Composer Leonard Bernstein’s score for West Side Story premiered nearly 61 years ago. Yet on the boisterous live recording West Side Story Reimagined (Jazzheads), Bobby Sanabria, drummer, educator and leader of the Multiverse Big Band, makes the songs sound new again by way of vital variations that push Latin jazz to the fore.
“The only way you can do this is if you have knowledge of the folklore and rhythm,” Sanabria says. “My students ask, ‘Why are you always talking about history?’ Well, history is the secret weapon an artist has.”
Sanabria was born the same year West Side Story debuted on Broadway; he says with a chuckle that “1957 was a good year.” Because he was raised in the Bronx by parents originally from Puerto Rico, he had a natural affinity for Bernstein’s masterwork and rejects any complaints about elements borrowed from the island’s musical tapestry. “It’s not cultural appropriation,” he stresses. “It’s actually paying homage.”
A decade ago, Sanabria put together his own take on Bernstein’s “Gym Scene” for the Afro-Cuban Jazz Orchestra at the Manhattan School of Music, where he teaches (he’s also on the faculty of The New School). “I put that in the back of my head,” he notes. Then, about three years ago, “I started in earnest, assigning different students and ex-students of mine, and also members of the Multiverse band, to arrange different pieces of West Side Story.”
Even with multiple contributors, Sanabria put his stamp on each tune. “I was supervising everything,” he says. “My DNA is all over the music.” On the band’s version of the iconic “Maria,” for example, Sanabria shaped the drumming and chants in ways that equate the title character and her paramour, Tony, to Changó and Oshun, mythological lovers in the religion of Santeria.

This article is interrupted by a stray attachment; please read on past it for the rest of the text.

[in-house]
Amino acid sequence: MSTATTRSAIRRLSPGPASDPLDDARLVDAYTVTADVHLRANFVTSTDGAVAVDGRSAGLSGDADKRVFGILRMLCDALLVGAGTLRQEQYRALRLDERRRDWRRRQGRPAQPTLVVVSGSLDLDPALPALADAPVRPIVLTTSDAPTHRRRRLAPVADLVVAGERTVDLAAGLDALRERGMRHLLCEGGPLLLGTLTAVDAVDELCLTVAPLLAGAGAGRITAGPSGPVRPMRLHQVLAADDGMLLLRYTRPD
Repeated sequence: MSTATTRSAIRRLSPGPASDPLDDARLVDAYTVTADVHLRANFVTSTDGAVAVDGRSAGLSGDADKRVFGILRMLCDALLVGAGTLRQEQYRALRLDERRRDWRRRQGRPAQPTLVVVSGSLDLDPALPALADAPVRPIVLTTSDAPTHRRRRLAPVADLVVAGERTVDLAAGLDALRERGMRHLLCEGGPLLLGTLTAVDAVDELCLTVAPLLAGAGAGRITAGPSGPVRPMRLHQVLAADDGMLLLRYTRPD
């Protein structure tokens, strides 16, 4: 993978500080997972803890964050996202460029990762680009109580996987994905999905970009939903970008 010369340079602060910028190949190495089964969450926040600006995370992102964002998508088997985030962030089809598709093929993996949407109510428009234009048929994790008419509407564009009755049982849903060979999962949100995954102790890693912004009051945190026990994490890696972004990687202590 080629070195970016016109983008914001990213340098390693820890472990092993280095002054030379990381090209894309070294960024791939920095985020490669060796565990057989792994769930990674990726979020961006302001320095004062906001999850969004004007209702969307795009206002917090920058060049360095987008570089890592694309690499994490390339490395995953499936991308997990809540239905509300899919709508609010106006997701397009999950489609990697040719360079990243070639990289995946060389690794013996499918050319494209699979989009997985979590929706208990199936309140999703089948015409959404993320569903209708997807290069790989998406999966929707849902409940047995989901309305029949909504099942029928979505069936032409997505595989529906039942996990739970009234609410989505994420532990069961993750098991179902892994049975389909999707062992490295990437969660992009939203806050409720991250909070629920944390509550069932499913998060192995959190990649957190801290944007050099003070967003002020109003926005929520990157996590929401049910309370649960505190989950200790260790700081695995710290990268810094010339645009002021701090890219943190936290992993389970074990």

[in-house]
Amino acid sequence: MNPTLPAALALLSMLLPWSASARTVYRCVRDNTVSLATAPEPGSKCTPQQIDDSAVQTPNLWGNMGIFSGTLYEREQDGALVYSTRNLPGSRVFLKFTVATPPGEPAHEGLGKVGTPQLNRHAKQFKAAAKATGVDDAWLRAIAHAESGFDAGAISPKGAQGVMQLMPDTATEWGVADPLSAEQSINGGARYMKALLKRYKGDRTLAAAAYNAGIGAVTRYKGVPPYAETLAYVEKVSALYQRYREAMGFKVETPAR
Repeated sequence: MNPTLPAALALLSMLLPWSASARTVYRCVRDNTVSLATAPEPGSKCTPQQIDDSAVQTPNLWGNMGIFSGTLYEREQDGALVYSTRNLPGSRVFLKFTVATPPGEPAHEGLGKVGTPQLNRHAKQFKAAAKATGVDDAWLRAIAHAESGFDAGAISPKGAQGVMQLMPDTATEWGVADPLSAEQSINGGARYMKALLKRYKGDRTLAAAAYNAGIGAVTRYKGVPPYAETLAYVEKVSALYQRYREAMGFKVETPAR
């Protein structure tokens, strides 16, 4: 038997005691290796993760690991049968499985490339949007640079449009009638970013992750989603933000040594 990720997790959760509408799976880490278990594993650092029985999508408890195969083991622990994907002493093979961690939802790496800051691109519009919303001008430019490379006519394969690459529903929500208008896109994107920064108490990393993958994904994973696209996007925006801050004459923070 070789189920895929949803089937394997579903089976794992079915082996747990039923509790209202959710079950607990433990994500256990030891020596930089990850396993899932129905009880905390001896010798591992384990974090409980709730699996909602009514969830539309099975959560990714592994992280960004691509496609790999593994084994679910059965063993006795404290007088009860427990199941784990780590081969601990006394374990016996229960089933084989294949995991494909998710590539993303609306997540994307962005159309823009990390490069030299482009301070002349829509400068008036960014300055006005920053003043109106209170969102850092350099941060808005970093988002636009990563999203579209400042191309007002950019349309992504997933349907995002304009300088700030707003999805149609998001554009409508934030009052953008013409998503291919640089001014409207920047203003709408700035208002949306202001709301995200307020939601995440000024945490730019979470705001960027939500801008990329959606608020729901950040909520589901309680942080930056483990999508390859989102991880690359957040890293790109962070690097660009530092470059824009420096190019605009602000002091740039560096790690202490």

The February 2017 debut of this material was, in his words, “a total success,” leading him to schedule a three-night engagement for the Multiverse Big Band at Dizzy’s Club Coca-Cola in New York City that November. By the last show, which Reimagined captures, the musicians were red hot, prompting cries of delight from the audience, including Jamie Bernstein, Leonard’s daughter. “She’s on the album,” Sanabria reveals. “You can hear her screaming and applauding with everyone else.”
Most of the proceeds from the album are earmarked for the Jazz Foundation of America’s Puerto Rico Relief Fund. “The government has acted less than appropriately” in response to two 2017 hurricanes, Sanabria believes. “This is a great way to help the island, and especially the musicians — and you get to hear some incredible music, too.”
To Sanabria, the fundraising element perfectly caps the project. “Call it serendipity or kismet,” he says. “But it all came together.” —Michael Roberts